LONDON (Reuters) - Investors continued to pump in money into bonds and shunned equities in the past week, Bank of America Merrill Lynch (BAML) said on Friday, amid worries of a corporate earnings recession and trade tensions across the world.
BAML said its global earnings per share (EPS) “growth model” suggested an earnings recession. The model forecasts 7.5% drop in EPS in the next 12 months.
With all major central banks coming out with a less-dovish guidance, in the week to July 31 investors played it safe by pouring $10.5 billion into bonds, while pulling some $1.7 billion money out of equities.
U.S. was the only region to attract investors, who pumped $4.8 billion into equities, while European and Japan stocks had outflows. Money has flowed out of European equities in 70 of the past 73 weeks.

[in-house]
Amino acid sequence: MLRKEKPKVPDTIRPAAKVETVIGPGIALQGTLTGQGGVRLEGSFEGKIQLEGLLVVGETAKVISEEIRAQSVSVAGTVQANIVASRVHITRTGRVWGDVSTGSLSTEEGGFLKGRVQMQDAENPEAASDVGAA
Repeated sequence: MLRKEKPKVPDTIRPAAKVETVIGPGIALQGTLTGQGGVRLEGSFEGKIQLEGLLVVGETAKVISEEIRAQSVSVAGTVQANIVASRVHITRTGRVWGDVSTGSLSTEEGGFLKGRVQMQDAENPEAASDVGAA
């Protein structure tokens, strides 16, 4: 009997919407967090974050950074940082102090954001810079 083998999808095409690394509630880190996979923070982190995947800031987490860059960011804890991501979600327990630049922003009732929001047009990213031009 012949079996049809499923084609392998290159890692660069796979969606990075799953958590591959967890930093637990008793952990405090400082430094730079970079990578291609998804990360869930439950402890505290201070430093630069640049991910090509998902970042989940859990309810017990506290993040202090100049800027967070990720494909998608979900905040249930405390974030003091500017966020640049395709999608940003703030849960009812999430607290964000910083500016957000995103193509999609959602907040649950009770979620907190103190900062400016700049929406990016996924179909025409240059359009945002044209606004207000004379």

Global equities were roiled last week by central bank comments that fell-short of expectations. European markets took a sharp hit after the European Central Bank kept interest rates intact and its outlook on easing came in below market expectations.
The U.S. Federal Reserve cut interest rates in-line with market expectations on Wednesday but poured cold water on market expectations of a lengthy easing cycle sending global stocks lower.
Reporting by Thyagaraju Adinarayan; editing by Josephine Mason and Jane Merriman